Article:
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Charlotte NC Attorneys at Law
Rosensteel Fleishman

Arson

Arson is a serious crime which is punished at the felony level and for which you can spend years in prison. If you have been charged with arson, an experienced defense attorney can help determine how the law applies to your case and potentially negotiate with a prosecutor for a dismissal or reduced charge. Call Mr. Rosensteel so that he can determine the best course of action for you.

Arson is a common law crime and is separated into two degrees, first degree arson and second degree arson. First degree arson is the malicious burning of another’s dwelling house that is occupied at the time of the burning. Second degree arson is the malicious burning of another’s dwelling house that is unoccupied at the time of the burning.

 

First Degree Arson

To show that a person has committed first degree arson, the following elements must be evidenced:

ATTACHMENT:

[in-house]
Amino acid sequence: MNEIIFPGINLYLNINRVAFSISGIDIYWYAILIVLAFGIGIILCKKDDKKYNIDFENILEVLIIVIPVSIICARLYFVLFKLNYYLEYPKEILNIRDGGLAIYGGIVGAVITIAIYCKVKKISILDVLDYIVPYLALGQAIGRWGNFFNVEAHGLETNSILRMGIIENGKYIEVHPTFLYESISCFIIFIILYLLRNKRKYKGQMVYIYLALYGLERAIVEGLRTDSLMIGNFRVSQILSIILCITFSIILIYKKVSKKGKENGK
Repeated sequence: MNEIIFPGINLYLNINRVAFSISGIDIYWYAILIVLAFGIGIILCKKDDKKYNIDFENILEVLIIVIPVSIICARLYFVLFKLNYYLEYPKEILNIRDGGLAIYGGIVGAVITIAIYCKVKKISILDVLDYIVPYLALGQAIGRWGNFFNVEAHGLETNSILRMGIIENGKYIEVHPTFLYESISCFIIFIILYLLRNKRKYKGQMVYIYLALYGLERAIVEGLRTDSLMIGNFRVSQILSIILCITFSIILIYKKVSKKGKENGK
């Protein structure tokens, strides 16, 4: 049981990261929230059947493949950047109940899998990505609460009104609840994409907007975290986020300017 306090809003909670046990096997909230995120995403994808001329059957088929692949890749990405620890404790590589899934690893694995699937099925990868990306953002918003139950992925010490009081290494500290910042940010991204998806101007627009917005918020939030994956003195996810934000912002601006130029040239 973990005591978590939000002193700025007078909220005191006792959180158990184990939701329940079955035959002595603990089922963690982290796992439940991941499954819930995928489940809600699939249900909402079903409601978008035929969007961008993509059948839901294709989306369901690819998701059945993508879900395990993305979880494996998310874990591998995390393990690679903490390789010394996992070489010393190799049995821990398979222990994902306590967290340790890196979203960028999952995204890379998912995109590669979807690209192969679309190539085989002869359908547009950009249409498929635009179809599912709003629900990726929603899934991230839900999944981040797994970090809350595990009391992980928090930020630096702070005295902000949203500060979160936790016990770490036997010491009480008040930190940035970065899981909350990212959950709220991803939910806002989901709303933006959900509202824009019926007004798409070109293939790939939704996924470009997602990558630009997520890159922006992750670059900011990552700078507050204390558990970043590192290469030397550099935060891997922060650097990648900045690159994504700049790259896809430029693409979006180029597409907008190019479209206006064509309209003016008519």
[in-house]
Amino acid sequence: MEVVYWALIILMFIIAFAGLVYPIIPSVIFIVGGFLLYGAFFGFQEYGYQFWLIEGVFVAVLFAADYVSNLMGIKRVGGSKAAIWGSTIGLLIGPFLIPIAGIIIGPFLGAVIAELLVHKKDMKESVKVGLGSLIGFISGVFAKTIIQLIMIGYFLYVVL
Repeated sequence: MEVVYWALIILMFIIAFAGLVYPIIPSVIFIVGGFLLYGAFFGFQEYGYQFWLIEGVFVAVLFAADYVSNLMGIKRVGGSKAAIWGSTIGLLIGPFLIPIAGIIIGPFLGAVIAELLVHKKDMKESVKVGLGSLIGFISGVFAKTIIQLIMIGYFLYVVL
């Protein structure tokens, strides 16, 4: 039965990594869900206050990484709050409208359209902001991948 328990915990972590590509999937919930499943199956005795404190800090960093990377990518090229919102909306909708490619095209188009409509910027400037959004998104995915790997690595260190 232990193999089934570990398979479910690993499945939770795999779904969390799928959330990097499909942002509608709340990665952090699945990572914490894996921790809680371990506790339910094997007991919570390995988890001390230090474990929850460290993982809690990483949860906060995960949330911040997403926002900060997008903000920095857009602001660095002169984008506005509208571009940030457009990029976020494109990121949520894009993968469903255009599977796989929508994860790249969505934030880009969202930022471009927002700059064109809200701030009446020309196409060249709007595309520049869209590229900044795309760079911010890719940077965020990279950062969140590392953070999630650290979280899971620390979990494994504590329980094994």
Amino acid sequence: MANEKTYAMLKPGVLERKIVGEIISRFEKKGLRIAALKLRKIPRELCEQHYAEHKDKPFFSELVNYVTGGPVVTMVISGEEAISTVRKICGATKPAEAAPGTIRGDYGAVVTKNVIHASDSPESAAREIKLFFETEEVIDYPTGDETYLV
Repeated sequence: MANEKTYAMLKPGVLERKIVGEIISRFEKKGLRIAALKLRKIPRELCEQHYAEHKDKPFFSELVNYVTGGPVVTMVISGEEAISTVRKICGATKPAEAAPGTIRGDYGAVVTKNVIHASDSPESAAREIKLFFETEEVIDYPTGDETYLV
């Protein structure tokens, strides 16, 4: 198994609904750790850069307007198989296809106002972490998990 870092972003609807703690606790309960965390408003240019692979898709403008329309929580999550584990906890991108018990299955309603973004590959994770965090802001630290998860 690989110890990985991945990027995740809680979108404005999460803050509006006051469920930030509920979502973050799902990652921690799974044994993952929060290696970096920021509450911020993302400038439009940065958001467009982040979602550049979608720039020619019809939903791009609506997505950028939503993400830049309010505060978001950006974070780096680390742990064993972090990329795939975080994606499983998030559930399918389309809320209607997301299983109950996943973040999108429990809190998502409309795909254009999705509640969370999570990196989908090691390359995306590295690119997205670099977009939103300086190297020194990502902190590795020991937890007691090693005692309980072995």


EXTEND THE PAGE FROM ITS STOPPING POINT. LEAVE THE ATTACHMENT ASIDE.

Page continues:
• the defendant burned a structure.
  • this structure was a dwelling house.
  • this structure was the dwelling house of someone other than the defendant.
  • this structure was occupied when the defendant burned it, that is, that some person was physically present in the structure at that time.
  • the defendant did so maliciously, that is, that he intentionally and without justification or excuse burned the structure or burned another structure, and that as a proximate result of his act, the fire spread to the dwelling house structure.

 

A person who commits first degree arson is guilty of a Class D felony. North Carolina law provides that anyone who commits a Class D felony must receive a sentence ranging from 38 to 160 months, depending on prior convictions. Anyone who has committed a Class D felony must be sentenced to active jail time.

 

Second Degree Arson

To show that a person has committed second degree arson, the following elements must be evidenced:

  • the defendant burned a structure.
  • this structure was a dwelling house.